15 A Creative Response – Class Exercise

Authors: Mary Beth Cancienne, Shameka Cunningham, T.J. Hendrix, Leona Sevick

Target Group: Undergraduate

A creative response to the poem “Poetics as Response to Certain Tropes as Allergens” by Douglas Kearney (Furious Flower 2019, pp. 352-354).

Exercise One:

Present a panel of “Poetics as Response to Certain Tropes as Allergens” by Douglas Kearney to the students and have them examine it quietly.

  • The facilitator should specifically use the word “piece” rather than poem.
  • Students should write notes about their findings and curiosities as they review it.

Invite students to share their findings for 5-10 minutes.

The facilitator will then ask “Who thinks this piece is a poem?” Have the students share why or why it’s not a poem.

The facilitator shares an excerpt of Kearney talking about his process:
Douglas Kearney – Navigating the Briar Patch: Poetry As a Collision of Texts at timestamp 10:14

The facilitator will show the students the rest of the poem.

The students will be instructed to take one of the panels and write a portion of it in a more recognizable form.

The facilitator will review styles and forms with students before they begin to write (sonnet, haibun, couplets, quatrains, tercets, stanzas, rondel, etc).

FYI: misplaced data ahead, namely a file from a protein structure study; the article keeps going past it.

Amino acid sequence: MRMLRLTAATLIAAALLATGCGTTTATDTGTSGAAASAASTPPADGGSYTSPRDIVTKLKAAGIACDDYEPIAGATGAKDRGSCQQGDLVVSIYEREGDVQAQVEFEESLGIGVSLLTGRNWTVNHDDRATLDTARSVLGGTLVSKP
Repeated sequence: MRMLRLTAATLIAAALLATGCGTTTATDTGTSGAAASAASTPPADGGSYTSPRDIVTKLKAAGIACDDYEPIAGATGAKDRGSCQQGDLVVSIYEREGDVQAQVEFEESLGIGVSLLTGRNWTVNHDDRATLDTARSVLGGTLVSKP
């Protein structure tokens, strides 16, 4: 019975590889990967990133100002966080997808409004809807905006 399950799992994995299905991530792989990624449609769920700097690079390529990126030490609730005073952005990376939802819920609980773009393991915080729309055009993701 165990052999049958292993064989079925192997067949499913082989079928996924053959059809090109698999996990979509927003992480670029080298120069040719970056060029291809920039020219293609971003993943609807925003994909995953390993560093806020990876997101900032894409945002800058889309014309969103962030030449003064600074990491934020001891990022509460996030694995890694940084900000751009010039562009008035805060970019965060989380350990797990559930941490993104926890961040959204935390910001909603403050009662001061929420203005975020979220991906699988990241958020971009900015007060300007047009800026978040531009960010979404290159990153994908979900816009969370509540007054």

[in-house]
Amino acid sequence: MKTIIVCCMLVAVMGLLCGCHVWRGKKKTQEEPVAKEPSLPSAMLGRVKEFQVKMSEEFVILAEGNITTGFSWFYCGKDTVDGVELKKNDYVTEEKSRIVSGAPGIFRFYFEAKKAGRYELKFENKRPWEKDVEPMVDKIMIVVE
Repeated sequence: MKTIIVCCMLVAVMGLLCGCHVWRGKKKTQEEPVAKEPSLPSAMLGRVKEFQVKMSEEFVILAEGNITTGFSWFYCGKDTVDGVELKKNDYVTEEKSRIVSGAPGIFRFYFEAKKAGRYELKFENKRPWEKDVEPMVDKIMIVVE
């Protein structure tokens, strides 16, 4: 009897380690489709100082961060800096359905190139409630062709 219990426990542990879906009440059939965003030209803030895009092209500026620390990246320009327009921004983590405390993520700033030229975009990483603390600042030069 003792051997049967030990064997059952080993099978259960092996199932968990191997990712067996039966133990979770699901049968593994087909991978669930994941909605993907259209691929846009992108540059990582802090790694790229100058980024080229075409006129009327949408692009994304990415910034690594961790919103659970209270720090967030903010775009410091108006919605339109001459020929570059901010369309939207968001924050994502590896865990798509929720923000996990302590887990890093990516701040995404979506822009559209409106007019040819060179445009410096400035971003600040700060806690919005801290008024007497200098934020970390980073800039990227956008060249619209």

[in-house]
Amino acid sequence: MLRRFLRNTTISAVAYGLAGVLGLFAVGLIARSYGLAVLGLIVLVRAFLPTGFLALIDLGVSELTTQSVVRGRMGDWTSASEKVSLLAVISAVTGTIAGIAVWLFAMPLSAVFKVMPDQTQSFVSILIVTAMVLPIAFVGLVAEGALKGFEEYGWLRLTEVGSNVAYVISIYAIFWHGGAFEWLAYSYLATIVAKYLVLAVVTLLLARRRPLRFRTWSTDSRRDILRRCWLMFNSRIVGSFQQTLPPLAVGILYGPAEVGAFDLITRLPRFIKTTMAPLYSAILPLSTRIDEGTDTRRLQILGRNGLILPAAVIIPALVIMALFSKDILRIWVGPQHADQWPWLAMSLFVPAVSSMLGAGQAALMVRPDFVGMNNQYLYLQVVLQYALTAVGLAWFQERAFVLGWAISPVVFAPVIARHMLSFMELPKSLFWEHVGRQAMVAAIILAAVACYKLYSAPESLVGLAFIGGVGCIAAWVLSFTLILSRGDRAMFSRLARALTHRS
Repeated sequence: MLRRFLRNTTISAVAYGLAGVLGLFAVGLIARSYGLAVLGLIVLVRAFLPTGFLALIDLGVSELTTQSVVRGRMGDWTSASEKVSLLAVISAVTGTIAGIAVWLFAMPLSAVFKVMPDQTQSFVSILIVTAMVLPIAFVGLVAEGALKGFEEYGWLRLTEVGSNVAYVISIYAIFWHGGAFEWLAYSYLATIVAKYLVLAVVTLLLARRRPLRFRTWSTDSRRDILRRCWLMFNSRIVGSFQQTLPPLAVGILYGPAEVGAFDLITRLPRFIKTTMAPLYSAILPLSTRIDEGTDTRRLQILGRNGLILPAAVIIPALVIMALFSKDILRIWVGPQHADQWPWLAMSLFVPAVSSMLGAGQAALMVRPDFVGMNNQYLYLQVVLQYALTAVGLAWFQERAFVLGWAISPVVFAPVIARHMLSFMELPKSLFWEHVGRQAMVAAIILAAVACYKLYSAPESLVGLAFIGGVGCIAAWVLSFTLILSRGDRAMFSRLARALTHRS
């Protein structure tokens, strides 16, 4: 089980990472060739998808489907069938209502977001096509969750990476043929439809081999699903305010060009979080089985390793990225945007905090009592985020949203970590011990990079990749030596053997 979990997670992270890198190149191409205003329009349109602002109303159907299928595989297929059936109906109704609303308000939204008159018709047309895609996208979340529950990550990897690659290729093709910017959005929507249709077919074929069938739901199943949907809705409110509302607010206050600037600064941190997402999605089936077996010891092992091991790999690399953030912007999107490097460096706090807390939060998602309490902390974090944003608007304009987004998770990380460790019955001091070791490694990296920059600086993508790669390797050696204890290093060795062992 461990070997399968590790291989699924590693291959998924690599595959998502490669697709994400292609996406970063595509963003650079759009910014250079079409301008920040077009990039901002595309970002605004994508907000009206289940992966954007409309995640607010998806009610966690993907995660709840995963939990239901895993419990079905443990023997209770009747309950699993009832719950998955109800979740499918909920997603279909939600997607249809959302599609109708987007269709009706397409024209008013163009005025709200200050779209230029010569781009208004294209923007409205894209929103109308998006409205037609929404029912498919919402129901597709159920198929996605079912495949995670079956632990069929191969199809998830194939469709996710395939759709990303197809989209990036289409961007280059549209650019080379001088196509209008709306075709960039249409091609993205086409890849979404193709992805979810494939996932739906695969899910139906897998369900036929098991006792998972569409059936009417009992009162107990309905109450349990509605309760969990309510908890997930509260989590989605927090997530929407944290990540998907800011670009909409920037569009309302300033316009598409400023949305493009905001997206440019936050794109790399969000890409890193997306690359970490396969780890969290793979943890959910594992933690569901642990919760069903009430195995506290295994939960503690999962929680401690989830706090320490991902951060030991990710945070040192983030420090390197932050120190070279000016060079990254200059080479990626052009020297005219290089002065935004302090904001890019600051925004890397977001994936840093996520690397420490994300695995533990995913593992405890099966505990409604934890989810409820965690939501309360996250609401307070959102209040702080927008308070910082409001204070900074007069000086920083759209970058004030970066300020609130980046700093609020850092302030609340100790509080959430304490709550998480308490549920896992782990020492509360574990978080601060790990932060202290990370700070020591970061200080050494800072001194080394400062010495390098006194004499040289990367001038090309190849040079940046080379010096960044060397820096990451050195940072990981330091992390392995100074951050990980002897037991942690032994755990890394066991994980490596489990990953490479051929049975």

Exercise Two:

Students will watch a short Ted-Ed video from Melissa Kovacs: “What makes a poem…a poem?”

The students will view and listen to the poem Afrofuturism (Blanche says, “Meh”) by Douglas Kearney.

The facilitator will lead the students in a discussion of this poem and the first by Kearney. Students will be encouraged to focus on craft elements such as repetition, caesura, and structure as well as how the audio recording connects to the visual effect of the poem as written.

The facilitator will introduce the exercise of turning a poem written in a recognizable form into a visual or non-standard poem (this could include audio, performance, etc). The students will be instructed to write a visual poem/non-standard poem; however, it will not be an original piece. They will take one of the five or ten poems we’ve read in the Furious Flower: Seeding the Future of African American Poetry anthology and write it in the visual poem style.

Students will be given time to review the poems and discuss them with partners, if they choose.

Once assignments are completed, share and discuss how this changes the experience of the poem.


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The Furious Flower Syllabus Project: Opening the World of Black Poetry Copyright © 2024 by Anastacia-Reneé; allia abdullah-matta; Ariana Benson; Mary Beth Cancienne; Teri Ellen Cross Davis; Shameka Cunningham; Hayes Davis; Tyree Daye; Angel C. Dye; Brian Hannon; T.J. Hendrix; DaMaris B. Hill; Meta DuEwa Jones; Shauna M. Morgan; Adrienne Danyelle Oliver; Leona Sevick; James Smethurst; Dana A. Williams; L. Lamar Wilson; Carmin Wong; Dave Wooley; and Joanne V. Gabbin (preface) is licensed under a Creative Commons Attribution-NonCommercial-ShareAlike 4.0 International License, except where otherwise noted.

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